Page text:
Bernstein later added a link to an article from The New York Times Online, which tells the story of "a not-for-profit group named Afterlife, dedicated to preserving the Web sites of deceased surfers". Afterlife consists of "a few volunteers who have been slowly gathering information on the legal, financial and technical issues of maintaining thousands or maybe hundreds of thousands of Web sites for all 'eternity.'"
At a site called "Dearly Departed" I find the simple sentence, "We miss you Gama" and decide to include it in my essay about Nana.
The Internet Archive Project is more famous than
Afterlife, and has more hubris in its aims, but I believe its
impetus is the same. We find in the Internet that which expresses and
creates, reflects and shapes, our complicated relationship with
impermanence. The paper trail is changing, we are changing it, and with it
we are changing our contact with immutability. There is a loss of memory,
not only in broken links and missing sites and that which becomes outdated
- but also in that which is updated, and those threads of newsgroup and
email conversations with starting points lost and potentially infinite
bifurcations. At the same time, a growing amount of our culture takes a
form that allows identical, degradation-proof, multiply-viewable copies.
Consider the dream of hypermedia, put forth by Ted Nelson and others over the last three decades: That, in a not-so-distant future, we read and write (view and draw, hear and compose) most everything from and to a world-spanning computer network. That everyone have the ability to produce their own documents, and connect them with any other public documents. That the author may constantly create new versions of her or his own document, and individuals may create their own versions of any public document, and that public connections made between one version of one document and another version of another will usually automatically place themselves in all the extant versions. That historical backtrack and degradation-proof storage allows us to visit any version, any moment in the network's history 2. To have the ultimate archive, and yet have each element of this archive constantly in process. Dynamism without loss. Impermanence enfolded within permanence.
Afterlife, and the Internet Archive, and the dream of hypermedia aren't about embalming; they're about eternal life.
Remember the analogy between text and water. Water flows freely, ice does
not. The free-flowing live documents on the network are subject to constant
new use and linkage, and those new links continually become interactively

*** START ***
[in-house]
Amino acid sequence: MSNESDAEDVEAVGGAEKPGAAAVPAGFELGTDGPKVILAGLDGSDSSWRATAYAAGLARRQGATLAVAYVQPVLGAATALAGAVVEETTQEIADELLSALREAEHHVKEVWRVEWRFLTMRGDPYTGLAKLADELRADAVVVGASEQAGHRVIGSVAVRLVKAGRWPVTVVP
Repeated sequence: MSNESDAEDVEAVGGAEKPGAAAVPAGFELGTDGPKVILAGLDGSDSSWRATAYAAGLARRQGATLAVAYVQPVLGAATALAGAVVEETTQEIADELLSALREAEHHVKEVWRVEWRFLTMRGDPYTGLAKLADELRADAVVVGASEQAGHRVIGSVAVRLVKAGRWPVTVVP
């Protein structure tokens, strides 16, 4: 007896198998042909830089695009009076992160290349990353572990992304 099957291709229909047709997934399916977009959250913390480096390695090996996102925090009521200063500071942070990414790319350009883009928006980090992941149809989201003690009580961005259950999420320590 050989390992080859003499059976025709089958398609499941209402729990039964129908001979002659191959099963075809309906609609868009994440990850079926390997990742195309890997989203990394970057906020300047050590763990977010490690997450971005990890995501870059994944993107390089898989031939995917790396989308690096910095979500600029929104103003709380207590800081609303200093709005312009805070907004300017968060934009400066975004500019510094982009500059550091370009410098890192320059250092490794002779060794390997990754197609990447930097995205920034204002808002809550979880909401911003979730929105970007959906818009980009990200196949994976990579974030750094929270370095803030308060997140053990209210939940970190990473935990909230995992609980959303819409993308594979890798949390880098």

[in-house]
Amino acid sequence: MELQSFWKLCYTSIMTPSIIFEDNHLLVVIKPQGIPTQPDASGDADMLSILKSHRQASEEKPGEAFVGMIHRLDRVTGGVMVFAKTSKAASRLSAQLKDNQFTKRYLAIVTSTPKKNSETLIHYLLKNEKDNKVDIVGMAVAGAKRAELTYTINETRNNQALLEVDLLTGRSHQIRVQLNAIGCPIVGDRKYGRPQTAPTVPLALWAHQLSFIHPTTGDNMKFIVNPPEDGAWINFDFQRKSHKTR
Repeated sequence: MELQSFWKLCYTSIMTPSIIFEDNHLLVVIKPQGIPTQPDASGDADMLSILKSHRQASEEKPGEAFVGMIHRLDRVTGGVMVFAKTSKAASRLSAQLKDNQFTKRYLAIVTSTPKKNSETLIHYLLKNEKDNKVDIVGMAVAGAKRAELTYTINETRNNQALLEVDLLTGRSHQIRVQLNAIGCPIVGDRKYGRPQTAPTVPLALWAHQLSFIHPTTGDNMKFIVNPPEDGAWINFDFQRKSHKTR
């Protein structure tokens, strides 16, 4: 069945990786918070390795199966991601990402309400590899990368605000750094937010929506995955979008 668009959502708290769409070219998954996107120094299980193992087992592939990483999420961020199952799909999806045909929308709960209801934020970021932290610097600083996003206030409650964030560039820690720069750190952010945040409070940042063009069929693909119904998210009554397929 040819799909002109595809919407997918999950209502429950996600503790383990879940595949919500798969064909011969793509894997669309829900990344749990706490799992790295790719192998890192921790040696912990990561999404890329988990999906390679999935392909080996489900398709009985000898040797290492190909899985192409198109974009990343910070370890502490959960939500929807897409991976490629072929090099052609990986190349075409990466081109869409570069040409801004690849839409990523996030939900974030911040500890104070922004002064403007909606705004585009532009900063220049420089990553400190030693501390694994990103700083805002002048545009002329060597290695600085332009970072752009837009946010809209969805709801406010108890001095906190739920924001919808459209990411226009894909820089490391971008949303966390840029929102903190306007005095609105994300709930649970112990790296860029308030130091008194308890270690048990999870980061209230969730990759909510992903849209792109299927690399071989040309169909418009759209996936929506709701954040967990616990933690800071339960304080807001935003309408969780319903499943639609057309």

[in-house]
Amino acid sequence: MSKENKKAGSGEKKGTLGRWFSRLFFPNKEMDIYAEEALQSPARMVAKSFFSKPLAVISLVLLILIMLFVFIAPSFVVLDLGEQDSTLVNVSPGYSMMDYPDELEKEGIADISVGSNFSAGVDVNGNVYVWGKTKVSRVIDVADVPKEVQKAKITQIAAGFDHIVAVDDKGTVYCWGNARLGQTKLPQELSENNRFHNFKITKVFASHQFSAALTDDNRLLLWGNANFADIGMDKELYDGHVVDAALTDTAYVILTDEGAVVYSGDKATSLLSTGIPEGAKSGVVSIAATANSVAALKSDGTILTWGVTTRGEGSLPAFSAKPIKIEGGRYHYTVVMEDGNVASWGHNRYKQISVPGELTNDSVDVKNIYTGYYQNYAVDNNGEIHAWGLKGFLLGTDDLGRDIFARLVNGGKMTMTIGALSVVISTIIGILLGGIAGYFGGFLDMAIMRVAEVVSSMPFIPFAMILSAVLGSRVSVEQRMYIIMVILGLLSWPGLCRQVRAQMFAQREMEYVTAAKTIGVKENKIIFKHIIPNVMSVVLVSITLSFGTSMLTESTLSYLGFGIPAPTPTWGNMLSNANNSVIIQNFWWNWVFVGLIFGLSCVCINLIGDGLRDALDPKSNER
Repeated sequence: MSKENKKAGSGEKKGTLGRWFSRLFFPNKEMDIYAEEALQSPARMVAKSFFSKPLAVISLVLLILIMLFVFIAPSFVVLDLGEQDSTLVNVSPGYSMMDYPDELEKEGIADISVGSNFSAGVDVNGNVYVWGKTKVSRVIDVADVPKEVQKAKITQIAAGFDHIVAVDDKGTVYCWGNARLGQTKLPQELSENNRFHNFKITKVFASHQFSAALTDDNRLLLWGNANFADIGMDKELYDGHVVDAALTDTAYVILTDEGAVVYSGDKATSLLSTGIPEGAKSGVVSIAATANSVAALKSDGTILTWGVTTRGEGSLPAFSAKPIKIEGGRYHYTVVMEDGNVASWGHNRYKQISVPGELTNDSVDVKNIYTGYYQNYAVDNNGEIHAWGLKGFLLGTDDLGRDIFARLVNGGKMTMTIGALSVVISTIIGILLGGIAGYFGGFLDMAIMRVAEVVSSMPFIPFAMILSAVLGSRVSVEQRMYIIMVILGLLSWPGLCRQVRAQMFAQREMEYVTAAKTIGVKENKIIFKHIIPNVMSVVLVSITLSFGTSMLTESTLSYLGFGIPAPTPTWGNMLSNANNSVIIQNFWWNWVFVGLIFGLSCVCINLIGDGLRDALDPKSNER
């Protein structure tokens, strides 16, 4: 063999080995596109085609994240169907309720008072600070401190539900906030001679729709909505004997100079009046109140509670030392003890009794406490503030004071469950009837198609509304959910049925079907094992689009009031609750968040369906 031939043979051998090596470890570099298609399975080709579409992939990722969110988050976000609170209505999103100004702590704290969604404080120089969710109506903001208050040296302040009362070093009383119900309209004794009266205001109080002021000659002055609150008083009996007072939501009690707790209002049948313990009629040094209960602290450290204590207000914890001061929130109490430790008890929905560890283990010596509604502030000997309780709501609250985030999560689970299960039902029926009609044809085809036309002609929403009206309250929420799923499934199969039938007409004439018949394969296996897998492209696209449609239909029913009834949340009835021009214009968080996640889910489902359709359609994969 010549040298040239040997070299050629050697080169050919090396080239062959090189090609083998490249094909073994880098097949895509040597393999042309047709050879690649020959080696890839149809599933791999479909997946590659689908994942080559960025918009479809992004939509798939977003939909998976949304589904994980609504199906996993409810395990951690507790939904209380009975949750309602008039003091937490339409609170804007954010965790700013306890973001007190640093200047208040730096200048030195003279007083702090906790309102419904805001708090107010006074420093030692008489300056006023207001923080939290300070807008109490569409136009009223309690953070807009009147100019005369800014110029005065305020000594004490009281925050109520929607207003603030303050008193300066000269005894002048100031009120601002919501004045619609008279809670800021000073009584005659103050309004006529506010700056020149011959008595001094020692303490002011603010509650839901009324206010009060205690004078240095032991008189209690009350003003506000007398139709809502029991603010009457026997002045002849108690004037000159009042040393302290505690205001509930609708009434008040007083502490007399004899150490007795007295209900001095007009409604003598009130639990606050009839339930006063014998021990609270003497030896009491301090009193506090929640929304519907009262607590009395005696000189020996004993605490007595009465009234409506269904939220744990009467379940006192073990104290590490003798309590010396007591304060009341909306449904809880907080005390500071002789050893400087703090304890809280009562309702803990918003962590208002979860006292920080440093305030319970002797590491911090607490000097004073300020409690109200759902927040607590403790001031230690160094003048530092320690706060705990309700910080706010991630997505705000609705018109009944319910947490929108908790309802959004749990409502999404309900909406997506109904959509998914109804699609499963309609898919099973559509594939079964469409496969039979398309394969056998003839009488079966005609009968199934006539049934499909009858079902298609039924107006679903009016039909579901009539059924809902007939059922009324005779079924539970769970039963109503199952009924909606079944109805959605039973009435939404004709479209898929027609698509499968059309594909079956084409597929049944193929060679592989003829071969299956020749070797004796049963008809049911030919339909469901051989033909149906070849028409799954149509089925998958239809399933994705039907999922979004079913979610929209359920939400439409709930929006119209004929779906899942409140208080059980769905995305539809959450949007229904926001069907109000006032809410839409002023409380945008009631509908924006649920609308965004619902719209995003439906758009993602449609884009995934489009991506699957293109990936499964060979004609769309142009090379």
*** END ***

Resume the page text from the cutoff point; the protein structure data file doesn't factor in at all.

available. Any detached copy someone keeps is frozen and dead, lacking
access to the new linkage (and, if there were any substantial body of
in-links at the time the copy was made, probably most of those as well).
Even the origins of hypermedia contain traces of the quest for eternal
life. In 1945, Vannevar Bush published "As We May Think" - an article now
widely considered the genesis of hypermedia. In it Bush writes of
the memex, a "future device for individual use... a sort of mechanized
private file and library" in the shape of a desk. The memex, as described,
uses methods such as microfilm storage, dry photography, and analog
computing to give post-war scholars access to a huge, indexed repository of
knowledge - any section of which can be called up with a few keystrokes.
The field of information retrieval has been inspired by Bush's vision of simple, elegant information access. Hypertext and hypermedia, however, have been inspired by Bush's description of the scholar creating links and pathways through this information - associative connections that attempt to partially reflect the "intricate web of trails carried by the cells of the brain." The trails envisioned freely interconnect all the contents of the memex, which include both public documents and personal notes, diagrams, and photographs. Bush describes a great thinker's disciples not simply inheriting that person's "additions to the world's record," but also the connections, the structure, the tools by which that work was created.
In this vision, we are not only immortalized by our additions to the paper trail (which are stored identically in innumerable memexes), but can preserve and pass on our very pathways of thought. These pathways will not break or fade. Those who follow us can keep these connections in use, expanding and updating them, tending to our virtual immortality in both word and connection. The volunteers of Afterlife may be seen, perhaps, as the progeny of this vision, half a century later.
Like grains of rice on a chessboard, Internet traffic doubles and redoubles
within a single year.4 404s notwithstanding. 503s notwithstanding.
Broken images notwithstanding. It seems we can live without eternal life.
Or can we? In "Weaving a Better Web" Byte writes, "HTML isn't dead, but it is suffering from its own success - and every time you get a '404 URL not found' error message, you're suffering, too" .
Does Byte write this to remind us, lest we forget suffering in our embrace of an impermanent Web? In this formulation, is it the loss that is our suffering - or the message, the reminder, the error? Is HTML, the stuff of our newly-woven paper trail, a life of itself, suffering, perhaps to die - while we pull silk from our abdomens in overtime, doubling an already-massive body every few months? What can we do, except get rid of the message, the offending 404? We can't stop back-end filtration - we can't stop impermanence in the system.5 Byte itself is now a thing of memory. We may write "Web Pages Must Live Forever" but we must also know that they cannot.
The idea of an agent originated with John McCarthy in the mid-1950's, and